Homeschool or not?
This question has been on my mind and search engine daily. Since I began to question the wisdom of sending my children away to be educated, I’ve noticed no matter where I turn we are being told education should happen outside the home.
Something as simple as a children’s book.
Last night my oldest picked a book I have read many times. This time it’s meaning struck me so differently than it did just a few weeks ago.
The book is “This Kissing Hand” by Audrey Penn. It was a New York Times Bestseller and was an Ed Press Winner.
Chester Raccoon stood at the edge of the forest and cried.
“I don’t want to go to school, ” he told his Mother. “I want to stay at home with you. I want to play with my friends. And play with my toys. And read my books. And sing my songs. Please may I stay home with you?”
Here is the sad little illustration by Ruth E. Harper and Nancy M. Leak that corresponds with the text.
Mrs. Raccoon took Chester by the hand and nuzzled him on the ear
” Sometimes we all have to do things we don’t want to do,” she told him gently “even if they seem strange and scary”.
“Um…no….NO…no we don’t have to!” I thought to myself.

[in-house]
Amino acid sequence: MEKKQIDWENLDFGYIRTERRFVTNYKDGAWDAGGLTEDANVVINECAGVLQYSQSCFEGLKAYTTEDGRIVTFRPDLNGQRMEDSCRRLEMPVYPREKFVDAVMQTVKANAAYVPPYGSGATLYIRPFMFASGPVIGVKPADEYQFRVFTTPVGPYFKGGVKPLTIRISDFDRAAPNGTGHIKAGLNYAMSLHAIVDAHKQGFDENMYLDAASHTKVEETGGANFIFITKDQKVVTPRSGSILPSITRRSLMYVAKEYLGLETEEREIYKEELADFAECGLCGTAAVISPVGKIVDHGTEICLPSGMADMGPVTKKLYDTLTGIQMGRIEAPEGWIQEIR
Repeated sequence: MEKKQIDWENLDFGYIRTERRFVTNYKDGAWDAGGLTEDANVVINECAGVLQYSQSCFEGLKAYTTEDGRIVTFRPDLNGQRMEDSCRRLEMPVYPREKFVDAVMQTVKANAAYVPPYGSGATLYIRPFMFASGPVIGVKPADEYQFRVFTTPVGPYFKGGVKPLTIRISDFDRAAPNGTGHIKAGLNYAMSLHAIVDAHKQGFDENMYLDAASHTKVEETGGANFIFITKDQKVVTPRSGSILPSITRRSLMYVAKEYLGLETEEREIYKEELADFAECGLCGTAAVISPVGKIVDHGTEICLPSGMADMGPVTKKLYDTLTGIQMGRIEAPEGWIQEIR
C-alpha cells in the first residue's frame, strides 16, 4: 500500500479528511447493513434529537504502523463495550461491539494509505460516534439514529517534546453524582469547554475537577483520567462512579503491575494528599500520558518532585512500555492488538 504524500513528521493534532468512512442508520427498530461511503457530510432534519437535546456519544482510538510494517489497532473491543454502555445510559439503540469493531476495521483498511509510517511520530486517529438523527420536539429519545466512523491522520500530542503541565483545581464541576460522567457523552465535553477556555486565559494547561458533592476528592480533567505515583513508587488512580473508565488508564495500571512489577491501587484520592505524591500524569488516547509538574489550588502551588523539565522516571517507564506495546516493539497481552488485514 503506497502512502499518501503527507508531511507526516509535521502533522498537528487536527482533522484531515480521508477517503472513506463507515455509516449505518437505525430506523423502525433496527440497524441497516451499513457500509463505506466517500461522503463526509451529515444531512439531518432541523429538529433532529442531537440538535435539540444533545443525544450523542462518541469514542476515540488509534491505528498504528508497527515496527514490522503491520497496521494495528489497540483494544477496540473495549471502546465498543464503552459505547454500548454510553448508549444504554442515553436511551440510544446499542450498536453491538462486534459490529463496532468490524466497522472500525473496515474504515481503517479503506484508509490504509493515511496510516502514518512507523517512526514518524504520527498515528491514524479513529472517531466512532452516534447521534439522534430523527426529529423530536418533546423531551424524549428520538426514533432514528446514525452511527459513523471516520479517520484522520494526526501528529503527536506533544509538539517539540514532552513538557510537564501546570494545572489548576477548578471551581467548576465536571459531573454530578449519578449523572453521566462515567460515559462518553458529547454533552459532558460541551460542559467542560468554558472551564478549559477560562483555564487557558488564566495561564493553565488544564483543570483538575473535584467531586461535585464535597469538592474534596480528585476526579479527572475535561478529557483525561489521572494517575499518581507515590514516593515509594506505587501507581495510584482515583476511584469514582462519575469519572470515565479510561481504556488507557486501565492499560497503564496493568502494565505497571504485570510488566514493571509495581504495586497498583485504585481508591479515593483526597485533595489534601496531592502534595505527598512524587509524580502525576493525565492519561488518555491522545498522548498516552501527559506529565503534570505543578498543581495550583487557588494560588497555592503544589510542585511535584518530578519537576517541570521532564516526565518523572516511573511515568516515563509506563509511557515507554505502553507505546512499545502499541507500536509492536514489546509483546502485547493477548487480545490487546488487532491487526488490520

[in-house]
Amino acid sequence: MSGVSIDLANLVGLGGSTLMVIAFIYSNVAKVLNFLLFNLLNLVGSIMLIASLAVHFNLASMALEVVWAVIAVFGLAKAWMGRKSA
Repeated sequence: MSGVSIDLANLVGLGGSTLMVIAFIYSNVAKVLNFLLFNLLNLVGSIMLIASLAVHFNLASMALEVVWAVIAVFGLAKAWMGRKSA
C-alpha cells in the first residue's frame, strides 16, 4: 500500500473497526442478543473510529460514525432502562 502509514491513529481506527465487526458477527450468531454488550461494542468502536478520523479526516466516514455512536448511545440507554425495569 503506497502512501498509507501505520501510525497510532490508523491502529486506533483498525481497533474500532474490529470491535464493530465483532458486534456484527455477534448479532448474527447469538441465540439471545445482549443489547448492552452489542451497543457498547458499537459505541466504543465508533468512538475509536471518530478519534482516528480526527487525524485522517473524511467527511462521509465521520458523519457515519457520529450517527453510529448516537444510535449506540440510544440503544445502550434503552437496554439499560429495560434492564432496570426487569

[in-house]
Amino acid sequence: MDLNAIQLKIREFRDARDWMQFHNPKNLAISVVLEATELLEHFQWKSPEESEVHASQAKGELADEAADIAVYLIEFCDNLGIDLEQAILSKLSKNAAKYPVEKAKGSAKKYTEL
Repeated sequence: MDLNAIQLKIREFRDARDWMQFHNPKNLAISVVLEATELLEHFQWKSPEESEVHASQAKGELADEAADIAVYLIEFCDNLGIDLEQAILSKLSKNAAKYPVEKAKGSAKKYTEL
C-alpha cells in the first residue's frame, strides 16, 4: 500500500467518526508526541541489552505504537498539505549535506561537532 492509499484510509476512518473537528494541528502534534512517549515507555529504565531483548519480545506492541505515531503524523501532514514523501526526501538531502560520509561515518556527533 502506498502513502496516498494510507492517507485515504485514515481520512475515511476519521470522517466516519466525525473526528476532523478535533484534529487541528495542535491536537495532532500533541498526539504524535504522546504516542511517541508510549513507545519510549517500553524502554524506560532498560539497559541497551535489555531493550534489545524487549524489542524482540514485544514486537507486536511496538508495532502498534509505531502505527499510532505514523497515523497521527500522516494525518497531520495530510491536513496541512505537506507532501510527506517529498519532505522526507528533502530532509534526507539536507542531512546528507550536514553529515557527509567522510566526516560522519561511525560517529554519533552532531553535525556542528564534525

So children are to be ripped from their family and home, everything they have ever known. Their source of security. Put in a strange, large, confusing building, with a bunch of strange children, whose home life and parents we do not know. What imprint they leave on our children will be outside our control. They will spend the majority of the daylight hours with adults we have barely met, if at all, and know nothing about as well. This will be our children’s main source of influence, guidance and education for the next 9 months.
Let me put it to you another way, in the next 9 months your child will have 2,340 waking hours. You will be with them for 990, they will be in school for 1,350.
Are we being conditioned to believe that this is the best thing for our children?
If you think I’m crazy ask yourself this …
- How much research did you do before you sent your kid to school?
- Do you know where the teacher got her/his education?
- What kind of person is he/she?
- What are the teaching methods?
- What is his/her teaching track record?
- Who are the children in the class who will be his/her friends?
- What kind of people are their parents?
I would bet a significant amount of money that most people don’t ask these questions.
Now the obvious question, why didn’t you ask these questions?
Because this is what we are supposed to do.
Anyhoo, just a random thought I had while taking the book out of our repertoire and deciding what illustrations I can keep for decoupage.